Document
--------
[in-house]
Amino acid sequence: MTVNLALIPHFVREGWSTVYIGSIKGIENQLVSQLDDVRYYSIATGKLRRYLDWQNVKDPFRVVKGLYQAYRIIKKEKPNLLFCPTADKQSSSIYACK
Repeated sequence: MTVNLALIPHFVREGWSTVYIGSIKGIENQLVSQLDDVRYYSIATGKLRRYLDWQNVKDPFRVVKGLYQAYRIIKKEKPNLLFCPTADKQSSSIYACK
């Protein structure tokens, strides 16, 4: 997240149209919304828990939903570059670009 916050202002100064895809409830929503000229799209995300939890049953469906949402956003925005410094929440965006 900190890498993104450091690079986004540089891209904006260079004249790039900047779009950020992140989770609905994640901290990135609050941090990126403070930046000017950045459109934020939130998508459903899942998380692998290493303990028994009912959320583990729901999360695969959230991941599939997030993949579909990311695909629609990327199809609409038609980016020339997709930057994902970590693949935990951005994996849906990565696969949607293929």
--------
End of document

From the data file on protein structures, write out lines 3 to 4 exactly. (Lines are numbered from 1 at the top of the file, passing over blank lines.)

Repeated sequence: MTVNLALIPHFVREGWSTVYIGSIKGIENQLVSQLDDVRYYSIATGKLRRYLDWQNVKDPFRVVKGLYQAYRIIKKEKPNLLFCPTADKQSSSIYACK
């Protein structure tokens, strides 16, 4: 997240149209919304828990939903570059670009 916050202002100064895809409830929503000229799209995300939890049953469906949402956003925005410094929440965006 900190890498993104450091690079986004540089891209904006260079004249790039900047779009950020992140989770609905994640901290990135609050941090990126403070930046000017950045459109934020939130998508459903899942998380692998290493303990028994009912959320583990729901999360695969959230991941599939997030993949579909990311695909629609990327199809609409038609980016020339997709930057994902970590693949935990951005994996849906990565696969949607293929």